EAGAN, Minn. — The first nine games of the 2018 Vikings season have had stark contrasts between September and October-into-November.
The Vikings have reached their bye week at 5-3-1 and 1-0-1 in the NFC North, which is behind the 7-2 mark that Minnesota posted in 2017 thanks to a five-game win streak.
Minnesota has rebounded from a 1-2-1 opening quarter to win four of the past five games by improving in several key areas.
Vikings.com did a deep comparison of the Vikings stats, noticing several differences between the first four games and the past five. The gap included a mini-bye after visiting the Los Angeles Rams for Thursday Night Football in Week 4 that allowed for some self-scouting opportunities before Minnesota won at Philadelphia in Week 5.
This piece will take a look at three areas on defense where the Vikings are seeing an uptick in 2018 and three areas where they can still improve. The series will conclude with special teams on Friday. Click here for a breakdown of the offense.
1. Red-zone defense
The Vikings have been stout and sturdy once opponents have gotten the ball inside Minnesota’s 20-yard line.
Minnesota ranks second in the league in red zone defense.
Offenses have scored touchdowns just 39.4 percent of the time they have entered the red zone against the Vikings, who trail only the Titans (31.8 percent) in that category.
And the Vikings have been relentless when opposing offenses get even closer to the end zone.
Minnesota is tied for second in the NFL with a goal-to-go percentage of 50 percent. That means that the Vikings are allowing touchdowns only half of the time when opponents get a first-and-goal situation.
This might be too easy, given the Vikings just posted a franchise-record 10 sacks against the Lions, but that type of performance doesn’t come around too often.
Led by defensive end Danielle Hunter and his league-leading total of 11.5 sacks, which is one off his career high, Minnesota’s defense leads the NFL with 31 total sacks.
Even if you chop Sunday’s total in half and just give the Vikings five sacks, the unit would still be tied for fourth in the league with 26 sacks.
It’s been a team effort as 10 different Vikings have recorded at least one sack this season, while two others [Jaleel Johnson and Jayron Kearse] have 0.5 sacks apiece. The Vikings are on pace for 55 total sacks, which would be the second-most in a single-season in team history.
Vikings Head Coach Mike Zimmer constantly preaches his team should win the turnover battle, and the Vikings defense is doing their part.
Minnesota has 14 takeaways [eight interceptions and six fumble recoveries], a number that is tied for 10th in the NFL. The Vikings had just 19 takeaways in 2017, so the team is on pace to top that mark.
Even better, the Vikings have already scored three defensive touchdowns so far, as Mike Hughes (interception), Linval Joseph (fumble recovery) and Hunter (fumble recovery) have each found the end zone. Minnesota had just one defensive score in 2017.
Another defensive touchdown or two over the final seven weeks would greatly help the Vikings playoff chances.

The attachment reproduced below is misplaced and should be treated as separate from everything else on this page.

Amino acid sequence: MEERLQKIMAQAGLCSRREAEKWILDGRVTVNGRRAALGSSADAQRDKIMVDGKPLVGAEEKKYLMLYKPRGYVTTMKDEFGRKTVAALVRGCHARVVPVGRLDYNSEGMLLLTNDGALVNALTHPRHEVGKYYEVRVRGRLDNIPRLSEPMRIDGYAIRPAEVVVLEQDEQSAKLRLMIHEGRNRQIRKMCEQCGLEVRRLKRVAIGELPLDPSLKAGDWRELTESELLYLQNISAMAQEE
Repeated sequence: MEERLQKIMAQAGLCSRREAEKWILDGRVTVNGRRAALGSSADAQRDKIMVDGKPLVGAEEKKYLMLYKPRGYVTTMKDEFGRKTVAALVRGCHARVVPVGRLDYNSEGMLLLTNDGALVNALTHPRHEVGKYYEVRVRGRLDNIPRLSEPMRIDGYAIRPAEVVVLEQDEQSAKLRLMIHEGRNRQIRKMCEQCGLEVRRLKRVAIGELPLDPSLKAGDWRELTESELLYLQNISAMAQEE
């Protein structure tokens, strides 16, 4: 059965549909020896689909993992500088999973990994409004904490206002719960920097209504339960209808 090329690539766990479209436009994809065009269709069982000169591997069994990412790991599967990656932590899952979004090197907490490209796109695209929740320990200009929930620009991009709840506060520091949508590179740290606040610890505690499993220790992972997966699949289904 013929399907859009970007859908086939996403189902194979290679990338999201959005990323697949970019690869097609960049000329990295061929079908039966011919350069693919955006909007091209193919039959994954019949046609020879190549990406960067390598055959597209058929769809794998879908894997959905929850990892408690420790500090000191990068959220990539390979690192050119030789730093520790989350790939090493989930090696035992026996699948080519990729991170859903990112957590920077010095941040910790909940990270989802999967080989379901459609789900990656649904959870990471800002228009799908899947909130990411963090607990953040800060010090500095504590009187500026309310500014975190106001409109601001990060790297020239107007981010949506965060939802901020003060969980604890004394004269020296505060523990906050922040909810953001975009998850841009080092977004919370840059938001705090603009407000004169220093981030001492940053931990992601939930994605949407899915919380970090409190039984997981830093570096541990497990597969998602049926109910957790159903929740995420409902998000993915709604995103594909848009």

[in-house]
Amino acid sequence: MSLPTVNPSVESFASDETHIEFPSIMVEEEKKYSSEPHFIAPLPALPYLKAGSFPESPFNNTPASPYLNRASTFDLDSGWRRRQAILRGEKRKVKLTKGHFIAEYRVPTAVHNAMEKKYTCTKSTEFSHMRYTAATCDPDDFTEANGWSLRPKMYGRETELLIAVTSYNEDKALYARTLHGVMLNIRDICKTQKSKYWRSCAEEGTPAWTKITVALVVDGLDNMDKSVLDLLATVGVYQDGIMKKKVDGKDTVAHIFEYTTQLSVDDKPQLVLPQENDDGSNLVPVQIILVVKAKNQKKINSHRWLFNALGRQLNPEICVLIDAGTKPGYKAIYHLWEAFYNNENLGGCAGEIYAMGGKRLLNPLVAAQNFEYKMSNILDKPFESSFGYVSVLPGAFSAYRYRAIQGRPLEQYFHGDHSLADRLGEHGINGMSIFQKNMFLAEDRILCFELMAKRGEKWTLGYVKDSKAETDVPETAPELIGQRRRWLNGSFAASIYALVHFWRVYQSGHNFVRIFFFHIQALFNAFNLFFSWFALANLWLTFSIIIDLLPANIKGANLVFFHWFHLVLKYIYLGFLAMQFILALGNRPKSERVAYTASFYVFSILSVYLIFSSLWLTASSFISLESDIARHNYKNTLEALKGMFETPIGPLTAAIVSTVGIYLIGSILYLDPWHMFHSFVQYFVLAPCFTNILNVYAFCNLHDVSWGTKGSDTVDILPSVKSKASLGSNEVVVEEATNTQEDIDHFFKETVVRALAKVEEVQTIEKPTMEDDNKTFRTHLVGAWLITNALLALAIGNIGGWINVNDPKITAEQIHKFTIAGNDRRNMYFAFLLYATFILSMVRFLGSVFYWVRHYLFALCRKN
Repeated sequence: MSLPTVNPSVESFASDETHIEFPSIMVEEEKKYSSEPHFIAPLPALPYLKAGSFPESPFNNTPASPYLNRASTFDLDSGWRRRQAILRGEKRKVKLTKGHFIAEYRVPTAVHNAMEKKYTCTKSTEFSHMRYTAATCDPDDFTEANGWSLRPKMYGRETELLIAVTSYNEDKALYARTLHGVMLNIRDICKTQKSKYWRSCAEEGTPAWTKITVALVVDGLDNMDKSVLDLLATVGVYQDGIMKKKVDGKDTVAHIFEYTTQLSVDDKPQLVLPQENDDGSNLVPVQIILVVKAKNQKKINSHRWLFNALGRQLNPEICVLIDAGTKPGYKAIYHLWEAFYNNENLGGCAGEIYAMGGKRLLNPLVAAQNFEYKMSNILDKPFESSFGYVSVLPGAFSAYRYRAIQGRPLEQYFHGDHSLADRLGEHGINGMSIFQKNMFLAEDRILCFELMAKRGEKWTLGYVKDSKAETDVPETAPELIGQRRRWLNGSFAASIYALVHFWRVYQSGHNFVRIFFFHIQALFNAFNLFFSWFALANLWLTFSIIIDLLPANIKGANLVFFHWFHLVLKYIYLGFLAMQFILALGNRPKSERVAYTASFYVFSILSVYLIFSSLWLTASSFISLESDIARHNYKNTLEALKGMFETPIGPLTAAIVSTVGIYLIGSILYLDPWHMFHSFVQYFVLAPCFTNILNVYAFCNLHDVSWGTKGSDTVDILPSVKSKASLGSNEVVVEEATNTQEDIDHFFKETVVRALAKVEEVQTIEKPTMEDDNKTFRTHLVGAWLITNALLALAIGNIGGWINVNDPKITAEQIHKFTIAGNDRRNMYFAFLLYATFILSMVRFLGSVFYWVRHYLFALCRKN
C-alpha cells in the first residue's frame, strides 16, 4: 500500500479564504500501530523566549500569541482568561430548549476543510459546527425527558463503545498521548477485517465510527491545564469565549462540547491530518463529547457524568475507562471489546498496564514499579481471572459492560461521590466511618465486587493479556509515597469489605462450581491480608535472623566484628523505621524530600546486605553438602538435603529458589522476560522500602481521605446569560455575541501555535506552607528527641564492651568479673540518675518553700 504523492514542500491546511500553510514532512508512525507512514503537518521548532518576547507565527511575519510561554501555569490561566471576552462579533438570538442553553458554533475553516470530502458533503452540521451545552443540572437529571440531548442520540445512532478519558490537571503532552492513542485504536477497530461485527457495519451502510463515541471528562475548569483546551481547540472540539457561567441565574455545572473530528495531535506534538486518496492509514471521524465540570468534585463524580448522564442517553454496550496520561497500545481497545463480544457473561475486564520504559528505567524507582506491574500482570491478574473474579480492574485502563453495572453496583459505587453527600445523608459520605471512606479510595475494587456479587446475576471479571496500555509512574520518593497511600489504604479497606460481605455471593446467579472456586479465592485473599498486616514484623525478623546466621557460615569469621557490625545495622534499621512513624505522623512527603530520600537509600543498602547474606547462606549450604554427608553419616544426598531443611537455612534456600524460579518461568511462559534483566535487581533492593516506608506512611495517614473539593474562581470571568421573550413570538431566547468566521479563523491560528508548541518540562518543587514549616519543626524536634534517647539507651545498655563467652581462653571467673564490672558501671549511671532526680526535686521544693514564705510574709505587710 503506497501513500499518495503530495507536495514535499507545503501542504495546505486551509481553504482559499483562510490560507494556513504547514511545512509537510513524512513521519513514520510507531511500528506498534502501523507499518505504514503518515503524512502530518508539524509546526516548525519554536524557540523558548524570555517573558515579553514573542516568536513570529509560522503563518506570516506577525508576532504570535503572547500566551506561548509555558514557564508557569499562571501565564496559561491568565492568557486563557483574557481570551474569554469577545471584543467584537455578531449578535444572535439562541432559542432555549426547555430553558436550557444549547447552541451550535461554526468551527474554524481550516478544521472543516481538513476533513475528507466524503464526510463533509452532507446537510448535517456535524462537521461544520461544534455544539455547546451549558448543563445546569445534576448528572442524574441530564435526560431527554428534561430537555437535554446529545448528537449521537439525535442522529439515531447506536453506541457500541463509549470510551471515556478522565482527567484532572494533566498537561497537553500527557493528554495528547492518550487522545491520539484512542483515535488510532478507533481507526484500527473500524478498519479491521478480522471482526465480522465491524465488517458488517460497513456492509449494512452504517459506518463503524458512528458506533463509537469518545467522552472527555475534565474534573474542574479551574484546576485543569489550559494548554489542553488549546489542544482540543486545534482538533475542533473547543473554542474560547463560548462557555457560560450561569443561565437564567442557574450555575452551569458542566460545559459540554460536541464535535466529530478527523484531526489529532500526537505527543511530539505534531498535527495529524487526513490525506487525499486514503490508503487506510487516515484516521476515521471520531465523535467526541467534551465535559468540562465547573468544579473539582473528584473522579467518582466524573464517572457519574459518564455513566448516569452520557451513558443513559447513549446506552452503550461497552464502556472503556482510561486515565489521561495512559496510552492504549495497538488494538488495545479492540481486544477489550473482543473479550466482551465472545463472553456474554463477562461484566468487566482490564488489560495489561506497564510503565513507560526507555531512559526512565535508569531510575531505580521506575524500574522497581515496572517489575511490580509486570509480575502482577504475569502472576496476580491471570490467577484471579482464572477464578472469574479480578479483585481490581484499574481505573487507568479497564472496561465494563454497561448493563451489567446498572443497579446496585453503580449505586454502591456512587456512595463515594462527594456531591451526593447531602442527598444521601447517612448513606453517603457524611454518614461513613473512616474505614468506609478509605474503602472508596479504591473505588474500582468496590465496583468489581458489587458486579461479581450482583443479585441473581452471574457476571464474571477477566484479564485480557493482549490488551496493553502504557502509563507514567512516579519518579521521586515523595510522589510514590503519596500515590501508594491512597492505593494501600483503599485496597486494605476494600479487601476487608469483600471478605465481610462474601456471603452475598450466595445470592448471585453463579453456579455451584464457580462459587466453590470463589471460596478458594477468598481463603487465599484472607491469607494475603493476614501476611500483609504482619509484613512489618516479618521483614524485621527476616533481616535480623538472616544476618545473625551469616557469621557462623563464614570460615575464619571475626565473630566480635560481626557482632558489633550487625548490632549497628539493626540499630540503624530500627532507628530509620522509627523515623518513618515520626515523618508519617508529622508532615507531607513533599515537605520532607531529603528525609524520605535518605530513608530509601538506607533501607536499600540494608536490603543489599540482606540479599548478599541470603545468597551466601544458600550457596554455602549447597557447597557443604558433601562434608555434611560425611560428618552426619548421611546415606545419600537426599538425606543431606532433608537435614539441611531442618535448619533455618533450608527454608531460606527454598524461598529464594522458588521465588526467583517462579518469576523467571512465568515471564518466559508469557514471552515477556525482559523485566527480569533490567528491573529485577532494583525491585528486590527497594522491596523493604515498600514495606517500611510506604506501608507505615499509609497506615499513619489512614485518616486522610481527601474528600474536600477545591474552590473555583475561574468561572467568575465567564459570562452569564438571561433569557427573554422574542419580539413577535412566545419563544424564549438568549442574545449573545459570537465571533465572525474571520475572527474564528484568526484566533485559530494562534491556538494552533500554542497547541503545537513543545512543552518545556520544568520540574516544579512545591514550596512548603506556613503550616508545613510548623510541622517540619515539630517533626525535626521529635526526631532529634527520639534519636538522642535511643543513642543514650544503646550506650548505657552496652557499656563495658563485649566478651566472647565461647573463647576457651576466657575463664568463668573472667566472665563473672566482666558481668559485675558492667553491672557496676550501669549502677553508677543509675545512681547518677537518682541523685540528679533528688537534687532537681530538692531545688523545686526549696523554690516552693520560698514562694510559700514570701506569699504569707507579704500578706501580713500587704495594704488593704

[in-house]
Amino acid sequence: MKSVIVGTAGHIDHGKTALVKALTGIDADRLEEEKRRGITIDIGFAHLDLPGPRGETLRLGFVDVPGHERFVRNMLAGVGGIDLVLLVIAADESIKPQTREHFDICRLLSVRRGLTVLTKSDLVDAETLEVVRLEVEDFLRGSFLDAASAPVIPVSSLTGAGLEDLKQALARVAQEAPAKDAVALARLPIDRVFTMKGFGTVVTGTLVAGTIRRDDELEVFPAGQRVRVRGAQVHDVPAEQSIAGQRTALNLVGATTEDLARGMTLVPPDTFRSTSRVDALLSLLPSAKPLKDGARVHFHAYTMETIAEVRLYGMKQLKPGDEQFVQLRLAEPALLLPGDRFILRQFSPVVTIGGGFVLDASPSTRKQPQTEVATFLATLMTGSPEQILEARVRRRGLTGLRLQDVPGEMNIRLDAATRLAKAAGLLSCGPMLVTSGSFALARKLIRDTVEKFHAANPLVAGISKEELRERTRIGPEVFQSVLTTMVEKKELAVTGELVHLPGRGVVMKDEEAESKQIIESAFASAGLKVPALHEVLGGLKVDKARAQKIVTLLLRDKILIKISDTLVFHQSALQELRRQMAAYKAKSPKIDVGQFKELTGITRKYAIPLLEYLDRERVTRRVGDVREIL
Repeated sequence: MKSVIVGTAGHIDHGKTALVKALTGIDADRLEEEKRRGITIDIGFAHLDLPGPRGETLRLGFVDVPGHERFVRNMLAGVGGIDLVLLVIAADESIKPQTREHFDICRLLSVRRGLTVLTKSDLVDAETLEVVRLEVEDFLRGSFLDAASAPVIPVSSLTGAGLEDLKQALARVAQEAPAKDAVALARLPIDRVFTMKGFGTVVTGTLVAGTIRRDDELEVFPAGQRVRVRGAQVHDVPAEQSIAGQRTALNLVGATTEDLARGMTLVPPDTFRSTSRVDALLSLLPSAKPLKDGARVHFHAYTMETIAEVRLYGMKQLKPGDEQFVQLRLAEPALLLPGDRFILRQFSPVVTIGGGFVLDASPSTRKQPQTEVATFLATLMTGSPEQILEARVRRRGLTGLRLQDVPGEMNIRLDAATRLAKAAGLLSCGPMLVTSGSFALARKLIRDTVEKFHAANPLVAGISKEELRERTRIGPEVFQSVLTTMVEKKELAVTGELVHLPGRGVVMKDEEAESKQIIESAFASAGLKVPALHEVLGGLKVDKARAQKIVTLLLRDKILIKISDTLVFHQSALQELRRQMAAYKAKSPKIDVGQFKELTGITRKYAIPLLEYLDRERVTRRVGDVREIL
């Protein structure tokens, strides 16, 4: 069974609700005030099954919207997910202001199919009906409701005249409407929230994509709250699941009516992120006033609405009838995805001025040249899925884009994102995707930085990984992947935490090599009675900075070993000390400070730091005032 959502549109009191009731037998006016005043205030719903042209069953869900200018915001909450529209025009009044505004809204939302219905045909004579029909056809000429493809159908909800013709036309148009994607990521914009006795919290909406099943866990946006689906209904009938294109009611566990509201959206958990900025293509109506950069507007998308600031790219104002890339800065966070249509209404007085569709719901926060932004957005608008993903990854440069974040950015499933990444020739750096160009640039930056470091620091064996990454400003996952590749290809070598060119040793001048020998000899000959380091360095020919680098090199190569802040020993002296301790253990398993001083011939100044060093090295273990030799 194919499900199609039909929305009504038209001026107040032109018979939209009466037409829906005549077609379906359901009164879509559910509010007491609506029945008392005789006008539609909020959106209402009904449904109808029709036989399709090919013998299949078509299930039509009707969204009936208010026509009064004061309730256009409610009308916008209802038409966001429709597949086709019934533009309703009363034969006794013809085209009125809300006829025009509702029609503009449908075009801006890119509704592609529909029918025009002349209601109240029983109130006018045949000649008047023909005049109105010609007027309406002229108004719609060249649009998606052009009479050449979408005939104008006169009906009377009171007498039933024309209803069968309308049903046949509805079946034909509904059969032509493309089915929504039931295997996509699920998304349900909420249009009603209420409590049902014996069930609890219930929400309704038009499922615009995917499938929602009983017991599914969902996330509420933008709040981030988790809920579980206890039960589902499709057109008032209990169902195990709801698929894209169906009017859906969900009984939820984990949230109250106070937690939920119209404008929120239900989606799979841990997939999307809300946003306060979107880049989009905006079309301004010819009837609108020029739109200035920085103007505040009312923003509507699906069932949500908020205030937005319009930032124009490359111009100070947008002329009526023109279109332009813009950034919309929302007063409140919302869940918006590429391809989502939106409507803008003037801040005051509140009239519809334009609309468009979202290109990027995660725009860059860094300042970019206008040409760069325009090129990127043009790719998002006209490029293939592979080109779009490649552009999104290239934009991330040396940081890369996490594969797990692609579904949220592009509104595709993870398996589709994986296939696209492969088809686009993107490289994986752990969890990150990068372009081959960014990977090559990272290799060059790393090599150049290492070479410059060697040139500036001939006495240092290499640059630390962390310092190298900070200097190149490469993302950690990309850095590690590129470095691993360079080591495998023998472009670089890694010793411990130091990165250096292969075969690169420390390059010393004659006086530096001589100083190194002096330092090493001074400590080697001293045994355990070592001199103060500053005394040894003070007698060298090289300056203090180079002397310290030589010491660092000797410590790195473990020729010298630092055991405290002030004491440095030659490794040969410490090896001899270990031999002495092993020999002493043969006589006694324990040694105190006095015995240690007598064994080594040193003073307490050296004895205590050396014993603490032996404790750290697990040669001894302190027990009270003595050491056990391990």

Here are three areas where Minnesota has room for improvement.
1. So-so on 4th downs
Teams around the NFL are going for it more on fourth down than seemingly ever before, as there have already been 266 fourth-down tries so far this season.
The Vikings are around the middle of the pack in that area, as Minnesota has given up six of 10 tries on fourth downs. Minnesota is tied for sixth with 10 fourth-down tries against them along with six other teams.
Minnesota is tied for 21st in the league with an opponents’ success rate of 60 percent.
2. Points per game
The Vikings weren’t themselves in the first month of the season as they gave up an average of 27.5 points per game. The 49ers scored 16 in the season opener before a three-game stretch saw the Packers score 29, the Bills hang 27 at U.S. Bank Stadium and the Rams put up 38 (Los Angeles’ second-highest total of the season so far) in a Week 4 loss on national television.
The past five games have been better as Minnesota is giving up an average of 18.4 points per game, holding the likes of the Eagles, Cardinals, Jets and Lions to 21 or fewer points. New Orleans scored 30 in the Vikings Week 8 loss.
Minnesota is 14th in points allowed per game (22.7). The Vikings have allowed an average of 18.8 points per game in the past four seasons under Zimmer.
The Vikings play three of their final seven games against offenses who are currently in the top five of points per game. They have two games against Chicago (29.4) and one against New England (30.0).
Minnesota is 5-0 in 2018 when allowing 21 or fewer points, a number that been a strong indicator of success under Zimmer. Since the start of the 2015 season, the Vikings are 35-5 in the regular season when allowing 21 or fewer points.
3. Chunk plays
The Vikings have Pro Bowlers at every level of the defense and players who have been in Zimmer’s system for multiple seasons, so it’s a bit puzzling that the Vikings are among the league’s worst teams in terms of giving up big plays through the air.
Minnesota has allowed eight passing plays of 40 or more yards, which is the fifth-most of any defense in the league. (The Rams have given up 11 such plays while the Dolphins, Saints and Raiders have allowed nine plays of 40-plus yards).
The good news for Minnesota is that most of those plays happened early in the season when the defense was struggling a bit.
In Weeks 1-4, the Vikings allowed five plays of 40-plus yards. Minnesota has allowed three plays of 40-plus yards in the five games since, including just one over the past three games.